Also, I just spent a ton of money on a Livescribe pen for recording audio during meetings. I don’t need it anymore with OneNote on the Surface Pro. Additionally, I can stop feeling like I’m being sneaky whenever I’m recording. The tablet recorder is much more overt.

PowerPoint with InkTools is awesome.
I love the way the stylus works with InkTools/Pens in PowerPoint — it offers new options for creating custom graphics within the program vs, creating graphics with a 3rd party tool like Adobe Illustrator. Pens have been around for at least one version of PowerPoint, but touch makes the feature much more practical.

Where’s my data?
I transferred a presentation developed in PowerPoint 2010 to my Surface Pro via Dropbox. After opening it in PowerPoint 2013, I found that most of my embedded data was missing from the presentation. Bad news: I had to re-embed all my data. Good news: I had the right people in the room to report a bug in PowerPoint.*

Presenting with the Surface
Once I got used to the different ways to interact with PowerPoint on the Surface Pro, presenting was as easy. I had no problems projecting from my Surface Pro with the VGA adapter (available for purchase at an extra cost). I was even able to lend my adapter to another Pro presenter. The only bother was that I forgot to turn off Outlook, so I kept getting interrupted with email reminders.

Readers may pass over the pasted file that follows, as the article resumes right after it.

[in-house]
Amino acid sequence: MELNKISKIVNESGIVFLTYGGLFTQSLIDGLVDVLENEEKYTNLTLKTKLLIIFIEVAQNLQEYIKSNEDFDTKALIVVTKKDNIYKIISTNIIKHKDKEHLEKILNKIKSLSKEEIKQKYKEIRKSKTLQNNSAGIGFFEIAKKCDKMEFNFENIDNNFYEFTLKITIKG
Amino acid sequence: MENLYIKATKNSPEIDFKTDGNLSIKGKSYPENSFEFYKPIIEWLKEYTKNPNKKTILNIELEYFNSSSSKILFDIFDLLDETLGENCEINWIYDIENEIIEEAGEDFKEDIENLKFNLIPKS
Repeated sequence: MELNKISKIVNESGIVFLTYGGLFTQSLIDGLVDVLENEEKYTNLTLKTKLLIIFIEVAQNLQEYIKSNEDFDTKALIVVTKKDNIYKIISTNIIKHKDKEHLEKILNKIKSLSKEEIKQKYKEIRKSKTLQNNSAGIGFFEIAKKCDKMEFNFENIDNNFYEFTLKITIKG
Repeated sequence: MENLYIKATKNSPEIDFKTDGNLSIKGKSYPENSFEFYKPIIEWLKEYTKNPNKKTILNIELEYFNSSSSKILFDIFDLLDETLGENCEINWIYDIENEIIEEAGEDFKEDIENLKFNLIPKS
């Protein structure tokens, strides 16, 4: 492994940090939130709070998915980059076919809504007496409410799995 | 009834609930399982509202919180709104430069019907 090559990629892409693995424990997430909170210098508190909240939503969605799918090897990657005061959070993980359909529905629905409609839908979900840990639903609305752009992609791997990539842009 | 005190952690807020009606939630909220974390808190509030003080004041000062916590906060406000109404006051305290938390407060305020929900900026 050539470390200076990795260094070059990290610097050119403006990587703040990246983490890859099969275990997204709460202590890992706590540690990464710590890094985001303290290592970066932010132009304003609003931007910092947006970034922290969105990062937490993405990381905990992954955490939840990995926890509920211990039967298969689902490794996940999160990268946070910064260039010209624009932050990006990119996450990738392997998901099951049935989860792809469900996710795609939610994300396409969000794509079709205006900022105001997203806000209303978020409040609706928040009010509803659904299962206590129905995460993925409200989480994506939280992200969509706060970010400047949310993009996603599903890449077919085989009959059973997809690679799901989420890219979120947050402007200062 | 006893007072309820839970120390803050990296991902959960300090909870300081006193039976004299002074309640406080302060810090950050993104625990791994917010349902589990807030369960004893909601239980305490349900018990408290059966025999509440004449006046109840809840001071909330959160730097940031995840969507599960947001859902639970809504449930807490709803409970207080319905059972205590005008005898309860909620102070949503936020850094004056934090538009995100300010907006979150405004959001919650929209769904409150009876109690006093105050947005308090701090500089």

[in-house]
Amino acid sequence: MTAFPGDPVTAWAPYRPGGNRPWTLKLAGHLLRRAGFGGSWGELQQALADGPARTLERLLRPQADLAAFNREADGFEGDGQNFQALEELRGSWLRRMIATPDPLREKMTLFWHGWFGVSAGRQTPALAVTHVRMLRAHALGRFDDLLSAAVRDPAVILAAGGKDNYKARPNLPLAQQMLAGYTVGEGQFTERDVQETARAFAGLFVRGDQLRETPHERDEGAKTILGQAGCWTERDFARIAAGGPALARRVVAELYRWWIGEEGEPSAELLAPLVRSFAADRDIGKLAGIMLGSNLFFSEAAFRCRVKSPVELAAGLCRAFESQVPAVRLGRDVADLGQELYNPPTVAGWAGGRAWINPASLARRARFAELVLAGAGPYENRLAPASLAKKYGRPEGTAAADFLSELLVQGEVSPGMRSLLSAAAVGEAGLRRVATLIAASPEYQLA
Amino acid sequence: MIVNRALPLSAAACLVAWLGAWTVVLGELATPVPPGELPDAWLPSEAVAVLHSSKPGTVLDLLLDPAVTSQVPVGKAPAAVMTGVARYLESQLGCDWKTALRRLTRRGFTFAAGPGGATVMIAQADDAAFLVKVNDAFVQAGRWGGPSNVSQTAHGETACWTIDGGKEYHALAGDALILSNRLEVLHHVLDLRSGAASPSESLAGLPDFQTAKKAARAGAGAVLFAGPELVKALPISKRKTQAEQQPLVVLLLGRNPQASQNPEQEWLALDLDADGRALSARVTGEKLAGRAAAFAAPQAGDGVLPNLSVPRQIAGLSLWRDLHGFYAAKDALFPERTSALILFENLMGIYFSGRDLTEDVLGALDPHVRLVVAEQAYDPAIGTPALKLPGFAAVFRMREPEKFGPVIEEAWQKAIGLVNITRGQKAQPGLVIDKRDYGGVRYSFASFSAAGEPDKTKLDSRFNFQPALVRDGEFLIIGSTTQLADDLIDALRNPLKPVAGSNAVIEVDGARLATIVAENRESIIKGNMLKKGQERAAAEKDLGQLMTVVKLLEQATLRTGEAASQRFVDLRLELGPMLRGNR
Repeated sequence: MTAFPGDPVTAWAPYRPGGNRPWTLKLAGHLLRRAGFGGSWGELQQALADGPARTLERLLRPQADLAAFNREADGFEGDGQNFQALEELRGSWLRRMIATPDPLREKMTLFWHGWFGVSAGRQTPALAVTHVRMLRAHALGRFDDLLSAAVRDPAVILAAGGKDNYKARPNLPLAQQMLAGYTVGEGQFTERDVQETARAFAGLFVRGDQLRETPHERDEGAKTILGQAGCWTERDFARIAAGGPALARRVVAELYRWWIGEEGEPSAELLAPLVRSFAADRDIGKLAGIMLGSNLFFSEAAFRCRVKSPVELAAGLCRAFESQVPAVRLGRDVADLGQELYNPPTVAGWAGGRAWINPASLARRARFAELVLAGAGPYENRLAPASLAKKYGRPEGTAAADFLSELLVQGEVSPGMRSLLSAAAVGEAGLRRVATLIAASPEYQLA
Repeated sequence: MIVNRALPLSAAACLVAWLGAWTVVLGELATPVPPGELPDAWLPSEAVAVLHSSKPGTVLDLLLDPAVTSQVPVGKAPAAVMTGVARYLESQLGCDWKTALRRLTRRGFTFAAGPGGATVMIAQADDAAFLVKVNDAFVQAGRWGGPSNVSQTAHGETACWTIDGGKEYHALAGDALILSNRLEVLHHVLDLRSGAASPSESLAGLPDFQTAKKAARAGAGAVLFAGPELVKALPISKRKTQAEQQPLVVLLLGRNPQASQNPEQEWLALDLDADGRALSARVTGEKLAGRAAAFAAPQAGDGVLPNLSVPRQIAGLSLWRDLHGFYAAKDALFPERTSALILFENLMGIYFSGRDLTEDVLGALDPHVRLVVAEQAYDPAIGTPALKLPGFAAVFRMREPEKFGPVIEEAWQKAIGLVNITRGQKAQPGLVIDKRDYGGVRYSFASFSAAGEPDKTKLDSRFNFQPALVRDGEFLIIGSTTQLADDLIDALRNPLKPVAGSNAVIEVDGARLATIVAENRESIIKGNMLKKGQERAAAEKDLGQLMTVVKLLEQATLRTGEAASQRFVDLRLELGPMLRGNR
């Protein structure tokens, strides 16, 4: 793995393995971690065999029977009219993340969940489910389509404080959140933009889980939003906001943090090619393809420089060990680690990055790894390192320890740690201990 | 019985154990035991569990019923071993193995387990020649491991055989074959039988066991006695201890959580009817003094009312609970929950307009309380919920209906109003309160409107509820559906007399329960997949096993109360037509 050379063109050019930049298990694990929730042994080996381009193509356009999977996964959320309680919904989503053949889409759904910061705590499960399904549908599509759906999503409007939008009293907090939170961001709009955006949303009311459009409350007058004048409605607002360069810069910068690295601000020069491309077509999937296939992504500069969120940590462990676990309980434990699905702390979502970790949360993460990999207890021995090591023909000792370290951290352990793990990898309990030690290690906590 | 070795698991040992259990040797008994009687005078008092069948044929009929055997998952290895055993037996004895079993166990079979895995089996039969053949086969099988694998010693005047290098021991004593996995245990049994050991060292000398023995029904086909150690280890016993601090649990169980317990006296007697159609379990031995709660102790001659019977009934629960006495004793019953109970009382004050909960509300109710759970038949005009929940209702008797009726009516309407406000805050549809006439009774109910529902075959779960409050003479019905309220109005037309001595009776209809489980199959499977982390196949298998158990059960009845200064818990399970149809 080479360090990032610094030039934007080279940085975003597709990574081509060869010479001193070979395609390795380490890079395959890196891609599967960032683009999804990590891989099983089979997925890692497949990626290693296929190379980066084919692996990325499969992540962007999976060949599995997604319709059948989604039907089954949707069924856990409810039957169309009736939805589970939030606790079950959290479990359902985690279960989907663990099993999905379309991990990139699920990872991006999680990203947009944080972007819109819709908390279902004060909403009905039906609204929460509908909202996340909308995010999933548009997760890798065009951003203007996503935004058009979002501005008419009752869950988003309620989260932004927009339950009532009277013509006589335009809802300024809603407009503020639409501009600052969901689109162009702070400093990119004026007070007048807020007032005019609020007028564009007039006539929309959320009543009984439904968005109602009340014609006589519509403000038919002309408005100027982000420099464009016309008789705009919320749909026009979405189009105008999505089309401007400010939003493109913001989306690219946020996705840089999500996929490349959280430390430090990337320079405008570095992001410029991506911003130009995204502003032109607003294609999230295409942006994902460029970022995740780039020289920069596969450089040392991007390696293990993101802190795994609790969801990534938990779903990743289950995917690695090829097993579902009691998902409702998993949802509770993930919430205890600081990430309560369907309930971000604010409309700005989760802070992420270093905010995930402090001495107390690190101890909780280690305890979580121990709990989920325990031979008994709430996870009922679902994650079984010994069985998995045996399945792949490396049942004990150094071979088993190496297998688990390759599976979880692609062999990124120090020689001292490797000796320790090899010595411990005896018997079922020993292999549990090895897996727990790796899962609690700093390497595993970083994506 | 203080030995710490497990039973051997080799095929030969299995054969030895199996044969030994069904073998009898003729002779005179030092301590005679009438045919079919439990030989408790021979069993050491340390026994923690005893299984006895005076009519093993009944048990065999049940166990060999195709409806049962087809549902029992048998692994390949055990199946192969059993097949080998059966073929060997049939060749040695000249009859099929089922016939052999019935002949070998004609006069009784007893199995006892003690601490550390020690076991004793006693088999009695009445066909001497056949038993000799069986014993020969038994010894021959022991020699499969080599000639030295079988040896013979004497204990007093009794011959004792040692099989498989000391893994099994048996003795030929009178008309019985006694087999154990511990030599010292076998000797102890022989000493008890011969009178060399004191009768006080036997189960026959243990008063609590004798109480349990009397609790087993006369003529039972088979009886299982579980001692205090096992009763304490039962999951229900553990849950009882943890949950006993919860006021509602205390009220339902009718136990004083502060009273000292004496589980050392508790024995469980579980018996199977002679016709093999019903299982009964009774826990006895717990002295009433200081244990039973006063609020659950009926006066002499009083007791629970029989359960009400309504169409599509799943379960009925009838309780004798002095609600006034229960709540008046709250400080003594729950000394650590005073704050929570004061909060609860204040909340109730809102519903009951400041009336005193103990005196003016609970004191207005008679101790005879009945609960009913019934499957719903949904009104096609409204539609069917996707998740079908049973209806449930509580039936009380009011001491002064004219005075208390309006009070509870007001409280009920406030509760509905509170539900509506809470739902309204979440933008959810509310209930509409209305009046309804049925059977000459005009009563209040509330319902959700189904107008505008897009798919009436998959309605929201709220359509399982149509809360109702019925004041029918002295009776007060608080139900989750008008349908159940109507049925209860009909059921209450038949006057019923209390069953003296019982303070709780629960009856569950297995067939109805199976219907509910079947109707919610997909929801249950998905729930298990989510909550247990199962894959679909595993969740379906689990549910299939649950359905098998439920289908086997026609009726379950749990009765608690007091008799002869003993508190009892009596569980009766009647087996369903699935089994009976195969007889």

Where’s my charger?
Here we have the same problem as we do with keeping the stylus attached. The new, funky connector looks cool but the magnet is weak. It very easily disconnects from the port.

Overall, I’d say the trip was a success. I was able to keep up with email, write my blog and most importantly, prepare for and deliver my PowerPoint presentation with relative ease. I should add than I’m also an iPad owner and I would have never attempted this feat with the iPad (as a presentation consultant and designer, I often create presentations for my clients to use on the iPad). Let me just say that, by comparison there is — well, there is no comparison. While the iPad brings plenty cool factor with it, the Surface Pro, which is actually quite unattractive, is a real business tool that can be used successfully at — or away from the office.